12 Apr 2002 2100 Thin plume moving ESE.
16 Apr 2002 1345 Ash moving SW.
19 Apr 2002 1240 Small ash plume moving NW ~7 km from the summit.
24 Apr 2002 1400 Narrow ash plume extending to the SW, estimated up to ~7.6 km.
28 Apr 2002 1430 Thin ash cloud.
13 May 2002 2350 Ash cloud moving NW.
14 May 2002 2230 Possible ash moving NW.
02 Jun 2002 1330 Thin ash plume moving W.
04 Jun 2002 2200 Very thin line of ash extending to the W.
07 Jun 2002 1245 Narrow ash plume extending to the W.
12 Jun 2002 2300 Very narrow plume of ash extending to the W.
13 Jun 2002 0500 Hot spots.
15 Jun 2002 0000 Faint ash plume moving W from the summit.

Activity during January-June 2002. During January 2002 steam plumes, sometimes with a little ash, were emitted almost continuously and generally reached less than 1 km high. Emissions and explosions were accompanied by moderate ash reaching 3-5 km. SO2 measurements on 13 January revealed a value of 1,030 tons/day, and a few days later had decreased to 290 tons/day. Beginning on 15 January, incandescence was observed in the crater and roaring sounds were heard from nearby villages. On 22 January, two volcano-tectonic (VT) events occurred at 0622, located at a depth of ~4 km. The VT events preceded a small cluster of long-period (LP) earthquakes and an explosion with a reduced displacement (RD) of 9.5 cm2.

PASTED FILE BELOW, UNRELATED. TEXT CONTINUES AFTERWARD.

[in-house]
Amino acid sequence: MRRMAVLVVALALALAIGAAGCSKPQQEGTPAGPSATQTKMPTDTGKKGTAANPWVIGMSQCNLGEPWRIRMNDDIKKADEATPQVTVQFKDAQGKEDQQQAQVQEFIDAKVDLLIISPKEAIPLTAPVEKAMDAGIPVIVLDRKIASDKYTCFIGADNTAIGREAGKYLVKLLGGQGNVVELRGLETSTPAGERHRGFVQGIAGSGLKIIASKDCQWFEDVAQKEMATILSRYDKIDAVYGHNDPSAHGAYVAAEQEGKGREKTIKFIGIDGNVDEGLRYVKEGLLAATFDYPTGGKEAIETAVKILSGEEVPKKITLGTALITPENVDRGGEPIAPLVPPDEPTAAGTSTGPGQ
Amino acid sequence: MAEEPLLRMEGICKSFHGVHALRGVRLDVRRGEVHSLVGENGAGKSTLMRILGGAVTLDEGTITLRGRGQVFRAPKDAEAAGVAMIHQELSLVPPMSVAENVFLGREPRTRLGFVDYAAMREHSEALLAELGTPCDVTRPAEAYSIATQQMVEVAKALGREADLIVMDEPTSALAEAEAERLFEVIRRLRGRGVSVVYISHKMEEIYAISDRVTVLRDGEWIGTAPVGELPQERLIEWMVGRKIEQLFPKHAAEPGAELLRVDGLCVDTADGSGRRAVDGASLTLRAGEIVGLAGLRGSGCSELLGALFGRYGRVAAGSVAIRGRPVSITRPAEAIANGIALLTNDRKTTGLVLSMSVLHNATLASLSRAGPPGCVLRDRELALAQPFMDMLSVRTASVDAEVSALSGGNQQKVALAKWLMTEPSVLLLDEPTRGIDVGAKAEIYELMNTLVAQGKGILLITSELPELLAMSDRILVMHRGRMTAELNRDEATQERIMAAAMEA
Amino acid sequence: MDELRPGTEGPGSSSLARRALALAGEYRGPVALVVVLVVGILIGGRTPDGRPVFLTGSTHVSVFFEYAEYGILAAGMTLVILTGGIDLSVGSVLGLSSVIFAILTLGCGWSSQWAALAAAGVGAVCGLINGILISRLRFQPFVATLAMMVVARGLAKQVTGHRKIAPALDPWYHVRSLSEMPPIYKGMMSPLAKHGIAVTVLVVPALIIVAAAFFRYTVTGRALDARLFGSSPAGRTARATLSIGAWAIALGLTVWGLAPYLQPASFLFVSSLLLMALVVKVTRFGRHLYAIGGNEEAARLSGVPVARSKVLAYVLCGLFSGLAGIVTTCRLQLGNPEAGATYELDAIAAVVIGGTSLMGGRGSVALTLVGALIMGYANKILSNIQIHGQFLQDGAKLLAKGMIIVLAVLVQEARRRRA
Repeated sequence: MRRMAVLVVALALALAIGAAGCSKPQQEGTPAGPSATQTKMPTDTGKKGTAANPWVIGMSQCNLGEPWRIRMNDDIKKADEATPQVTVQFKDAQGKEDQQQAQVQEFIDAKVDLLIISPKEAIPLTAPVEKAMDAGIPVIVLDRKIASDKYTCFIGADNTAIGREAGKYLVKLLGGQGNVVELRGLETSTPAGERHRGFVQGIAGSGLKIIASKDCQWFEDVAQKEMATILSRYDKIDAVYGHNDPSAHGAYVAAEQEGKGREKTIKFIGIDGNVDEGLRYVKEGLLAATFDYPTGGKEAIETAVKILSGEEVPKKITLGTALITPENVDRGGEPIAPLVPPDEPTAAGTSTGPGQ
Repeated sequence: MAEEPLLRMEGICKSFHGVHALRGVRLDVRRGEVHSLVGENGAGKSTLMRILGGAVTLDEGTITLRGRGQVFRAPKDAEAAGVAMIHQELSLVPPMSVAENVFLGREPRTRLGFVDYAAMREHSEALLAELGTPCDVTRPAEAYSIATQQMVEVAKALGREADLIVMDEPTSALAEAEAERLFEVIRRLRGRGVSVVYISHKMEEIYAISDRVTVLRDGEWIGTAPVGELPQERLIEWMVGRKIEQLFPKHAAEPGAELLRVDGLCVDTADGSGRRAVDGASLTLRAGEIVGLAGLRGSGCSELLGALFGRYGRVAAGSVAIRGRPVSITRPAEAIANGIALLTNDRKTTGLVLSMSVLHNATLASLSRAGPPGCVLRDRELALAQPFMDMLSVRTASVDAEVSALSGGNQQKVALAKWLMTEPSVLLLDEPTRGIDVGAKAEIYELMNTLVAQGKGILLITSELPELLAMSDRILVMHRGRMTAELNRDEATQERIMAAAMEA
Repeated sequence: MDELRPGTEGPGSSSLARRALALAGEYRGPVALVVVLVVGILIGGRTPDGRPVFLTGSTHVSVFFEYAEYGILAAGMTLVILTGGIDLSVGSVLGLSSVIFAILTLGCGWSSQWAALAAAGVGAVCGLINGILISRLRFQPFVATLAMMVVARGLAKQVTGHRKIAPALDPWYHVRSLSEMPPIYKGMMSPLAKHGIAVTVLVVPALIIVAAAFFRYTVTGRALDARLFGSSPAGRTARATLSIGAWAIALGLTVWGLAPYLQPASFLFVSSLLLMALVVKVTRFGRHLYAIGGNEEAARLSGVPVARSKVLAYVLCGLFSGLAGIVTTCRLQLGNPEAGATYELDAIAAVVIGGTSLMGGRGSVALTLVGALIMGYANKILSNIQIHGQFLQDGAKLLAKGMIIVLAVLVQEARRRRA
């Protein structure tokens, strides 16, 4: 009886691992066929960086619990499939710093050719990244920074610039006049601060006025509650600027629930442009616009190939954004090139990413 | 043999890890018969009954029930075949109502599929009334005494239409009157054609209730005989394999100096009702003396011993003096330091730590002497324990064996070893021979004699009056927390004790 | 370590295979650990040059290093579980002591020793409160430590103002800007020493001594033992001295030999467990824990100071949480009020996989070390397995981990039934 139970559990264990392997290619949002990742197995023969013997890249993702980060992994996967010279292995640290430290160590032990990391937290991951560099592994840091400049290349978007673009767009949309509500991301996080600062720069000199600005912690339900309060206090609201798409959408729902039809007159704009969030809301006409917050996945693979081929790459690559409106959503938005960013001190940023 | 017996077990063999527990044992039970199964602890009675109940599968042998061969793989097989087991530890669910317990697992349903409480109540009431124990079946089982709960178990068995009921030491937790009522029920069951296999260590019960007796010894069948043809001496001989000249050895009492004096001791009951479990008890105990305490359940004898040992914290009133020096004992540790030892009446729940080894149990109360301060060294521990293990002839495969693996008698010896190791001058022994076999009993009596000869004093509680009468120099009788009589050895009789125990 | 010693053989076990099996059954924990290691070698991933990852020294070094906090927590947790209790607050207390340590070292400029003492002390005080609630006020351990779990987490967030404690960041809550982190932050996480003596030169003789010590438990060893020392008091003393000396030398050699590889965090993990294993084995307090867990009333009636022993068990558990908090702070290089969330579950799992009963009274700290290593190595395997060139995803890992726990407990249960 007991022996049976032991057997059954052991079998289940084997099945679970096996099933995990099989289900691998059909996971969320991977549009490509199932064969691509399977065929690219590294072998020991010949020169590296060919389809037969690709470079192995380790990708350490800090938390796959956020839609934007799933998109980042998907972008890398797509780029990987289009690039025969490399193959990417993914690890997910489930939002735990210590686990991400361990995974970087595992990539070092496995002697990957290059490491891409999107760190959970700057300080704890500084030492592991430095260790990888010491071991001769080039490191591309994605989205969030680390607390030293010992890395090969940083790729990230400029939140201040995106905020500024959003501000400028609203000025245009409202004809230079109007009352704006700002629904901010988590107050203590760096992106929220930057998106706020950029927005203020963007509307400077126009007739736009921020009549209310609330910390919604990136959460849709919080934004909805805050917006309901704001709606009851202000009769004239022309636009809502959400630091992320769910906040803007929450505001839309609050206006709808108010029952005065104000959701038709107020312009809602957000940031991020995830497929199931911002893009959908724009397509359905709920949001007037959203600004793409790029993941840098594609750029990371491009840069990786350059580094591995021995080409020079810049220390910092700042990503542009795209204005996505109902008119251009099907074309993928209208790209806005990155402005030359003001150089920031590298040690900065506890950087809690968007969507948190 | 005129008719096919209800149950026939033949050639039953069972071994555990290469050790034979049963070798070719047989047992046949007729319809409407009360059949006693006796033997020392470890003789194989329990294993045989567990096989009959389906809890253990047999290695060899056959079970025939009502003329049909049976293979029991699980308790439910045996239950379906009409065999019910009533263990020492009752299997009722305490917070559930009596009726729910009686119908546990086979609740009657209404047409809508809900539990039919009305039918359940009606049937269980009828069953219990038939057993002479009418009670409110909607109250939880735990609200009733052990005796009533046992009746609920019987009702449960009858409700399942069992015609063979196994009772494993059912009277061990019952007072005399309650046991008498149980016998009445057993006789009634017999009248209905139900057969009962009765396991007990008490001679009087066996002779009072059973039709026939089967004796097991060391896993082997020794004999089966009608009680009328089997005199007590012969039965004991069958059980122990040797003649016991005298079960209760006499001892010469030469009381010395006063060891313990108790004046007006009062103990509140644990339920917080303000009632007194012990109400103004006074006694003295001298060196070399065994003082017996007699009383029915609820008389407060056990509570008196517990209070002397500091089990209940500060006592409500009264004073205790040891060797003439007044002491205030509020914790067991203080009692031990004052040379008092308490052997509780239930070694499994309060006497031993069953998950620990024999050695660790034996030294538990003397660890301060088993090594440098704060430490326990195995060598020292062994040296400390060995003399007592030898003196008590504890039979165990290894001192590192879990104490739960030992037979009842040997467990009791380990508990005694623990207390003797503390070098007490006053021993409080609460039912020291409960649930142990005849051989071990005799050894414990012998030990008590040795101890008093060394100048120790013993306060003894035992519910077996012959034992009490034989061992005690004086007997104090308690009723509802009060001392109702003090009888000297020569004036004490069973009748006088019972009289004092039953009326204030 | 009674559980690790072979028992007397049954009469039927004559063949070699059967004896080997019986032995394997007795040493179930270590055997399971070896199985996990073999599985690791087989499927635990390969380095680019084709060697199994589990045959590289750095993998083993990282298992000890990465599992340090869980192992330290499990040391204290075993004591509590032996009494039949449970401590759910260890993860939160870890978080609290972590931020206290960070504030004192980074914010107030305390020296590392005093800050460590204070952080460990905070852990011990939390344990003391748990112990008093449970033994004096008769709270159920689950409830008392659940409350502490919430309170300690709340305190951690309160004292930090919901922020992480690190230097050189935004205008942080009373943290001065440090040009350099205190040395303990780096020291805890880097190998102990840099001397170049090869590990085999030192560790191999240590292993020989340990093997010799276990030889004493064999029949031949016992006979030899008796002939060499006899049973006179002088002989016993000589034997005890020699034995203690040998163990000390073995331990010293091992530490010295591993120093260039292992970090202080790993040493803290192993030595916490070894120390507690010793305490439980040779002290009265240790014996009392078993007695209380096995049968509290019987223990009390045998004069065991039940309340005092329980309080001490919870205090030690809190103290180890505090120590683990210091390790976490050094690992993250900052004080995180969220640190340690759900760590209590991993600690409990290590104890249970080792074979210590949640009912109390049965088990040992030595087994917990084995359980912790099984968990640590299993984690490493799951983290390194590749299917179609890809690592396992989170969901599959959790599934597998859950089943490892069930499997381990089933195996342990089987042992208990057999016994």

On 24 January two VT events were registered at 0504 and 0605, located at depths of 5 and 4.4 km, respectively. The events preceded the occurrence of an LP cluster with dominant frequencies around 1.8, 2.4, and 3.8 Hz. Roaring sounds accompanied some of the LP earthquakes. Steam was emitted continuously and reached a height of 1 km before drifting W.